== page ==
c15 Use debriefing after (non-review) activities to make sure they were meaningful - students made the connection to the concept/content or understood the main ideas.
ACTIVE ANALOGIES: (9) draw it act it out mind map it describe it with 2 words make up a rhyme sing it make an acronym make a story fill the board review relay (Schulte, 2003)
P. Schulte-December 4, 2003
Physical Science (10)
71 Molecules in motion (solid, liquid, gas)
72 Phase changes (as heat source is added or taken away)
73 Light travels faster than sound (run a race between light an sound students predict who wins
74 Inertia (move quikly with a glass or water, quickly stop)
77 Cohesion of water molecules
78 Evaporation-as a liquid warms, some of its molecules move so fast they bounce off into the air.
79 Water boiling
713 Magnetic attraction and repulsion: iron steel, cobalt, nickel are attracted to a magnet, brass, aluminum, tin silver, stainless steel, copper, bronze, gold are not. Do mix, pair, discuss Have tags repulsed or attracted thumbs up thumbs down.
715 Conductors and nonconductors: metals are good conductors of electricity, most other solid materials are not. Students form a circle (circuit)-assign cards to different students (cotton, paperclip)-introduce each to circle, ask class 3will the bulb light?4
Earth/Space Science (10)
76 Types of weathering: physical and chemical
77 Erosion: wind, water, glacier, gravity
78 Constellations: each group assigned different one, form it within group, have the other groups guess using chart. Point out: the pattern of a constellation depends on the position of the observer in space.
710 Solar eclipse
711 Lunar eclipse
712 Different types of faults list them
713 Anticlines and Synclines
714 Igneous, sedimentary, metamorphic rocks: students act out how each form. Other students guess, students make chart showing clues for each type.
715 Water Cycle
Life Science (10)
71 Five senses
72 Body parts
73 Body systems
74 Organ functions
75 System functions
76 Ex.: pulse, circulation, digestion, muscle functions
77 Types of joints
78 Antagonistic muscle pairs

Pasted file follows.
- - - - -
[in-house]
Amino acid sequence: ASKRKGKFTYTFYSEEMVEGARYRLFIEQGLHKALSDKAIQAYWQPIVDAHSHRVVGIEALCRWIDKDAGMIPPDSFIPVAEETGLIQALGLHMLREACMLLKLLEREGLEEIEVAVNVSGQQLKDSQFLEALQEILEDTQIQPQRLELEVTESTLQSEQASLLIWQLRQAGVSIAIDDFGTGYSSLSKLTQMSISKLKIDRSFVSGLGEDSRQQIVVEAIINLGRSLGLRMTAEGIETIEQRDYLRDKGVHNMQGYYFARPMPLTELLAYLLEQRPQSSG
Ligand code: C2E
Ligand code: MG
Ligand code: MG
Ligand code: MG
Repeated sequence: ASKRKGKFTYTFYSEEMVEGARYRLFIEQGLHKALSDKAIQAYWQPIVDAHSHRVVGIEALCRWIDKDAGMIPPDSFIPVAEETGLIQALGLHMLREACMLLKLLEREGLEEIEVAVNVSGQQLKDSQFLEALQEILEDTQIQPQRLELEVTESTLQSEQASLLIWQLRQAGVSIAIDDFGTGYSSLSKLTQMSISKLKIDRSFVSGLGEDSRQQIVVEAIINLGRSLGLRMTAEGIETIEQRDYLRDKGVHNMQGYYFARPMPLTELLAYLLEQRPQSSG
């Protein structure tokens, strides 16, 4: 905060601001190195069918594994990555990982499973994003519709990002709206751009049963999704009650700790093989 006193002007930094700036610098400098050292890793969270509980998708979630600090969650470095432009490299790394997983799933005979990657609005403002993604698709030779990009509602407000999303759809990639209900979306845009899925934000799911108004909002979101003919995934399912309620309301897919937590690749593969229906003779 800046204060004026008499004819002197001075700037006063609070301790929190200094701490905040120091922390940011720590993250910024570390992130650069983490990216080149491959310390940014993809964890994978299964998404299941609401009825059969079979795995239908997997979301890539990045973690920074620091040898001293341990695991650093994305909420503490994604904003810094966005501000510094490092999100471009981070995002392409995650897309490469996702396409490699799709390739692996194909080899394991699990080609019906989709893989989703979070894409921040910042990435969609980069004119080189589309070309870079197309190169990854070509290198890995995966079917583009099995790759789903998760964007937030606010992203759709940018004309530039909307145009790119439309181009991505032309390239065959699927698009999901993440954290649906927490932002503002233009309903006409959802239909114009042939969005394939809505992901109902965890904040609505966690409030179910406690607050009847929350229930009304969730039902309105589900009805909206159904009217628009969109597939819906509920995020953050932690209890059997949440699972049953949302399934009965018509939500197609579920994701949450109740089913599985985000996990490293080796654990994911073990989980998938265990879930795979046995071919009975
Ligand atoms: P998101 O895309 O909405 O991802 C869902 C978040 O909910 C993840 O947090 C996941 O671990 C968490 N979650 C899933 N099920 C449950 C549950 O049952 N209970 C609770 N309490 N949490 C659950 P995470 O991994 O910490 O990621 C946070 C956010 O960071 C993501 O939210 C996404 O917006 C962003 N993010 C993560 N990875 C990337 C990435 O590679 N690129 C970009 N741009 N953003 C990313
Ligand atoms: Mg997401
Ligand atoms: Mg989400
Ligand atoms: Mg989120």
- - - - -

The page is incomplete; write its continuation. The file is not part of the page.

79 Changes in environment or habitat
711 Food chains and webs
712 Nitrogen cycle
713 Types of organisms P. Schulte-December 4, 2003
CLOSURE BRAINSTORM (Think-Pair-Share)What other science in motionterms can you think of? ________________________________________________________________
(1) TPR Guiding Principles http://coe.sdsu.edu/people/jmora/L2MethodsMMdl/tsld013 .
(2) Asher, James J. (1982). Learning another language through actions. Los Gatos,
CA: Sky Oaks Productions.
(3) Adapted from: Project WET. (1995). Project WET curriculum and activity guide.
Boseman, MT: The Watercourse and Council for Environmental Education.
(4) Adapted from: ESOL Lesson Plan.
(5) Adapted from: Carpet Square Challenge.
(6) Iruio, S. Teaching Techniques. http://www.oneonta.edu/faculty/thomasrl/YaTeachTech.pdf
(7) Schulte, P.L. (2003, November 14). Social Studies in motion. Paper Presented at the
National Conference of the National Council for the Social Studies. Chicago, IL.
(8) Schulte, P.L. (2003). Social Studies in motion. Article submitted to Social Studies & the
Young Learner (in review). Silver Spring, MD: NCSS.
(9) Schulte, P.L. (2003, October 28). Recognizing and addressing individual differences in
the secondary classroom: Strategies for the real world. Paper Presented at the
Tangipahoa Cohort 3 Teacher Inservice. Hammond, LA.
(10) Schulte, P.L. (2002, October 25). Science in motion. Paper Presented at the State
Conference of the Louisiana Science Teachers Association. Lafayette, LA.
Related Web Sites:
P. Schulte-December 4, 2003